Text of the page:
I worked retail for a little while and I ended up going through hundreds of boxes in a day.

I picked up a folding boxcutter for under $5 at Wally World. It used basic razorblades. I went through a couple of razors a week. You'd be suprised at how much adhesive from the tape, and how dull these razors got from the cardboard by the time I had to change them out.

Unless you enjoy sharpening and cleaning your pocketknife. While its not a chore for me, but cleaning and sharpening my edc every single day quickly became one.

I went through a stage where I broke the tips off my carry knives. I fixed it with a Atwood Prybaby that rides with my keys.

March 9, 2008, 01:59 PM
if it had a clip on the side would probably suit me well

It does, or at least other's in their line do.

The Tourist
March 9, 2008, 02:24 PM
One of the things I always consider is just what I want a knife to actually do in its life.

Obviously, a knife needed to field dress a deer is usually not much good for a gentleman's knife you might carry into a office. Although I know many farmers who dress deer with a 2-inch, 9-dollar Chinese knock-off.

And while we could debate the radical uses of knives when they are employed in extreme cases, most of the time a jackknife is purchsed for a particular style of living.

Because of retirement, I'm in blue-jeans 24/7. I work as a craftsman, and I ride during my off-time. For me, an Emerson knife fills those needs. I can cut paper and cardboard, but in a pinch I can strip wire and do minor repairs.

Right now I'm actually carrying two Emersons. I had the chance to get a little one, and I use it for things like scraping, wet or muddy rope, etc.

One thing about low cost knives. I don'tcarry them and I recommend that you pass on them, as well.

The idea is that if a cheap knife breaks, so what, throw it away and get another. That's a reasonable thought unless you live here in Wisconsin where a broken knife is disaster when you are lost in a wilderness area.

And here's another thing to consider. A cheap knife never gets sharp. Just about the time I start to form a burr on a Pakistani knock-off, it crumbles like chocolate cake. Even in its dull condition, it's not even good as a pry-bar. I seen blades and pivots snap like dry twigs.

I view a knife like socks and boots. That is, this is an area where you do not shop by price alone. Do a bit of homework on the alloy a knife is made from. Find out how it got a heat-treat. Does it hold a serviceable edge right out of the box. And as always, what is the overall fit and finish.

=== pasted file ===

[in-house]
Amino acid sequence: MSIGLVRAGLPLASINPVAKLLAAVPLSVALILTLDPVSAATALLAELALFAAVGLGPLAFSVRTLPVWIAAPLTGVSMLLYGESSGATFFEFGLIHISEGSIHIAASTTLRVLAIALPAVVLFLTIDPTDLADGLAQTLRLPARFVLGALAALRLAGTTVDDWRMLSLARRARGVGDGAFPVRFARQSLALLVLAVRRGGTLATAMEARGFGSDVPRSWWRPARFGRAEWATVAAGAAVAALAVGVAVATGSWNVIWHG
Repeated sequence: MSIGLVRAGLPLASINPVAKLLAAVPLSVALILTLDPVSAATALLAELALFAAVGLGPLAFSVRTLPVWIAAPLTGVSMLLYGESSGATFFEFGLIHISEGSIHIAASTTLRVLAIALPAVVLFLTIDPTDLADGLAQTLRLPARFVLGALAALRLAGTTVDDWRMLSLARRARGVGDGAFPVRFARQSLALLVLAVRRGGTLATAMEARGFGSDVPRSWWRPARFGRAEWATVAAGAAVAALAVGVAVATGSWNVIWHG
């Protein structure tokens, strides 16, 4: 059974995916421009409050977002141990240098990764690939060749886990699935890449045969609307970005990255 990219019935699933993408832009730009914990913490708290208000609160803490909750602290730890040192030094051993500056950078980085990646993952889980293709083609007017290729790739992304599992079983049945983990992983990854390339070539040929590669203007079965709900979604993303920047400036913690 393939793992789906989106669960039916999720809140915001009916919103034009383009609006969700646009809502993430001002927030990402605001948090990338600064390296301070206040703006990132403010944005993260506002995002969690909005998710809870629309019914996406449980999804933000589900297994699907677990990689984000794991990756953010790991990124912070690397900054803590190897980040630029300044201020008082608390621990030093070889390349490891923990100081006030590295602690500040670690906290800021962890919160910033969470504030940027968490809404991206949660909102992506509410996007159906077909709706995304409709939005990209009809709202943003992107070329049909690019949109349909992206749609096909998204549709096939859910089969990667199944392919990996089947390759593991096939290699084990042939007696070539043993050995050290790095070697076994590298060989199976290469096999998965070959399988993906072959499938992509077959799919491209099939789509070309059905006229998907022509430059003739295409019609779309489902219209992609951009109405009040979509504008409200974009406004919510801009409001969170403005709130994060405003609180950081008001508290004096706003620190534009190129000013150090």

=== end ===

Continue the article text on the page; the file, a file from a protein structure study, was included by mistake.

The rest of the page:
One word in passing. You have no idea how many clients at sporting goods stores buy a knife, slip it out of the box and have me check the pivot, tighten the grip screws and re-sharpen a brand new edge. I can understand how they want a fool-proof implement for a hunt in unfamiliar land, but then why are they buying a cheap knife to use as raw material?

March 9, 2008, 06:53 PM
Leatherman Skeletool is really functional. Quite light and really, really tough and strong!

March 9, 2008, 07:04 PM
I've been stupid enough to use my Kershaw Blur Tanto as a pry bar, and have broken the tip twice... both on a stuck stapler, IIRC.

Point is, wal-mart replaced them both, each time without a reciept, and now I'm on my third. God Bless China Mart!

March 9, 2008, 11:21 PM
Stapler pullers from Staples cost, IIRC, about 3 dollars for a pair of them. This is a real stapler puller that has a little blade that slips under them and shoves them right off, not the stupid alligator pullers.

Or a Victorinox Recruit for 12 bucks from Lowes has a screwdriver on the bottle opener that pulls staples and acts as a small prybar (don't get crazy) quite well.

Never could understand using a knifeblade for this stuff.

March 9, 2008, 11:46 PM
BTW, as tough as the JYD2 is I wouldn't recommend prying with it except in a pinch. Also, FYI, I recommend the straight version just 'cause it's easier to sharpen and I don't think the serrations do a lot.

I have a little columbia multitool that has several thick metal pieces (phillips, flathead, and bottle opener) that could work better as a prybar, and it sits on my keychain.

As far as "China Mart"...that may be, but most of Kershaw's knives are made here in the USA!

If you enjoyed reading about "So I want a new knife" here in archive, you'll LOVE our community. Come join today for the full version!